Google Debunks CPC Inflation Study

    September 16, 2008
    WebProNews Staff

Google’s Chief Economist Hal Varian effectively dismantled all of SearchIgnite’s study on CPC inflation resulting from Google’s ad deal with Yahoo except for one: that prices could rise. That may be irrelevant, though, since, Varian notes, Google and Yahoo don’t actually set ad prices. Advertisers do.

Varian targeted SearchIgnite’s July report, which certainly did ignite the search world’s discussion of the conclusion that keyword prices on Yahoo might increase by an average of 22 percent. Varian criticized the study’s “flawed assumptions” and “questionable methodology.”

The ad auction process in place for the last decade will remain unchanged by the Google-Yahoo ad deal, says Varian, meaning ad prices as remain set by advertisers and not by Google or Yahoo, a detail SearchIgnite failed to acknowledge.

He also debunked the idea that Google will be serving Google ads across Yahoo’s network for all search queries:

“This contradicts Yahoo’s own statements that their plan is to serve Google ads on search results pages where they have few relevant ads to serve. Yahoo! also has a strong economic incentive to keep serving as many of their own ads as possible, since they get to keep all of the revenue from those ads, while Yahoo! only receives a part of the revenue from ads served by Google.”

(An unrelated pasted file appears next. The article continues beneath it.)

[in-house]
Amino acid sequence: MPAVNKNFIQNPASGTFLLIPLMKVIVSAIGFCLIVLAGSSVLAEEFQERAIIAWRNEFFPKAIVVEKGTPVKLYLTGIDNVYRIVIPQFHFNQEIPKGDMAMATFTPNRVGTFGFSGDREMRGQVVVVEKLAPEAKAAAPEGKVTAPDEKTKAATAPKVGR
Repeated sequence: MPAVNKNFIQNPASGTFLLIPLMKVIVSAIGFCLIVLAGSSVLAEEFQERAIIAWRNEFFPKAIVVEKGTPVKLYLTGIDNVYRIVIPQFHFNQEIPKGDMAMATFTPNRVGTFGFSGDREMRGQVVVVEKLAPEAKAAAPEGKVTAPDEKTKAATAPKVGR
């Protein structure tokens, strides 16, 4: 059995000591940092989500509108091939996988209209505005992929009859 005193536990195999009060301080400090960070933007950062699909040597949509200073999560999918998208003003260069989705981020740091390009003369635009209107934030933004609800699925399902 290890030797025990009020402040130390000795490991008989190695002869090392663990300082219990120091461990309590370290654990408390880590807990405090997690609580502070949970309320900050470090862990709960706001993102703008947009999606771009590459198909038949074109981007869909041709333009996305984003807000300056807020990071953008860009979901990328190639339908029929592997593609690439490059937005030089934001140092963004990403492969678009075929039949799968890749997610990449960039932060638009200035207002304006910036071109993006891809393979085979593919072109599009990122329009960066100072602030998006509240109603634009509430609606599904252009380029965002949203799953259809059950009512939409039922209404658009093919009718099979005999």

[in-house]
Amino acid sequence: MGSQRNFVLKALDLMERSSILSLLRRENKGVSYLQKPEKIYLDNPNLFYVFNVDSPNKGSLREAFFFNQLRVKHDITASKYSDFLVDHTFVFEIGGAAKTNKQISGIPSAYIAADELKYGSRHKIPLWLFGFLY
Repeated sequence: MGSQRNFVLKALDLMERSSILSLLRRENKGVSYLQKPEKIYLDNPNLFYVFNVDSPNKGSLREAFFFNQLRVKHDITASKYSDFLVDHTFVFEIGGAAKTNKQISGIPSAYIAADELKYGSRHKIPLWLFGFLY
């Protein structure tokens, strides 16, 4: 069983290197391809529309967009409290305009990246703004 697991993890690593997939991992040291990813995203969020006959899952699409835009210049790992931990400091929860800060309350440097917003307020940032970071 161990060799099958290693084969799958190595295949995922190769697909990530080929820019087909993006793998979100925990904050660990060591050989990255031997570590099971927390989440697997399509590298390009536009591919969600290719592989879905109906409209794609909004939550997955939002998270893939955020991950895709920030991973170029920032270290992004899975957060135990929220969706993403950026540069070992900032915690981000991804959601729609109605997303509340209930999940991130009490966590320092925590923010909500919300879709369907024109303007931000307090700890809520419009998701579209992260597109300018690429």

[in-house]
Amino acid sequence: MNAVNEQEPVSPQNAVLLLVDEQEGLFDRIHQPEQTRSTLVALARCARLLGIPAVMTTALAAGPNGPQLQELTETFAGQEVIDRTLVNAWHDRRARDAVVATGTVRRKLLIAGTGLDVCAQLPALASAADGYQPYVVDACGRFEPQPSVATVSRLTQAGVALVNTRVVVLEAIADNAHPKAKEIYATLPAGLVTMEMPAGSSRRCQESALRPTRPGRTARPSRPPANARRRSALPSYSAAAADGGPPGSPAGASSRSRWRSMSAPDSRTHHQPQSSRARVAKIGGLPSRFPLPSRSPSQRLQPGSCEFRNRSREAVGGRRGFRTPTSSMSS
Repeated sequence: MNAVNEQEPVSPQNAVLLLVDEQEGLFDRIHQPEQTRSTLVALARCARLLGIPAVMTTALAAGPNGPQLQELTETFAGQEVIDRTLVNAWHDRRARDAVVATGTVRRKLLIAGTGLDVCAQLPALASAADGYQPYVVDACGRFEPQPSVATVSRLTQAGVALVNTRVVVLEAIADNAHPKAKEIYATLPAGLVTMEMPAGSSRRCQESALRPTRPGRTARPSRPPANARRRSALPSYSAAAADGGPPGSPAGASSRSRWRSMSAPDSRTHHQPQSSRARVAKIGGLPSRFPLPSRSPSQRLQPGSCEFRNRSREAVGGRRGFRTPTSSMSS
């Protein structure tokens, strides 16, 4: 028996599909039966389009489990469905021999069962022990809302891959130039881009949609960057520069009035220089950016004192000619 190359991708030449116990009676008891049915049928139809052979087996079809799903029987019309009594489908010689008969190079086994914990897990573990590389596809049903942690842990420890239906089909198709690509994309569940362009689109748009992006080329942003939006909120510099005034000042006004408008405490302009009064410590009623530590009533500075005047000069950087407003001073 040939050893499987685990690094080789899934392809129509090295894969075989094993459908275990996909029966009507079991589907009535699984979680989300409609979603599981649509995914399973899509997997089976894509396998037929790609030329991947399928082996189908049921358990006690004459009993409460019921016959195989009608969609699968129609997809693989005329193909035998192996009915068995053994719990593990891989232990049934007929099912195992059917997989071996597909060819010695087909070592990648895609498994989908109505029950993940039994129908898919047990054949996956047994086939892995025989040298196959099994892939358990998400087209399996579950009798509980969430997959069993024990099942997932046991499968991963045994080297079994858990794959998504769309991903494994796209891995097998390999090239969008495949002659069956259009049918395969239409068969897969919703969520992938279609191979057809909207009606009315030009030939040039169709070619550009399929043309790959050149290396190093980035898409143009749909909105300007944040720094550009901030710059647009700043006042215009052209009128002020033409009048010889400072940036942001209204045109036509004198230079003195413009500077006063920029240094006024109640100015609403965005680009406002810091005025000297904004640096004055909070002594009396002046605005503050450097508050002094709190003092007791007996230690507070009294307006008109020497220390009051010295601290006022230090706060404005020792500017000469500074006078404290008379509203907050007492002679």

While he was at it, Varian denied that Google and Yahoo would be monitoring auction prices to serve higher-priced ads, criticized the study’s authors for vaguely defining “head” and “tail” keywords, and placing more emphasis on cost per click than return on investment.

What he didn’t say is that prices wouldn’t rise. They might, just not for the reason SearchIgnite said:

“The paper suggests that advertisers will be getting the same performance from the same ads, just at higher prices. We believe that advertisers will be getting significantly better performance at prices that reflect that improved performance.”

Which means prices go up, presumably as advertisers bid aggressively on high-return keywords.

Google’s got a battle on its hands with antitrust complaints regarding this deal with Yahoo. Though Microsoft both hypocritically cried “monopoly” after its takeover bid failed and hired a DC Truth-Creator lobbying firm to lay down a convincing-enough AstroTurf organization on the press, other opposition has recently surfaced, including the World Association of Newspapers.

It makes sense they’d be against the deal. They sell ads, too. But, as a recent report from comScore shows, while Google may be king of search, the company is far, far away from dominating the online ad space in general.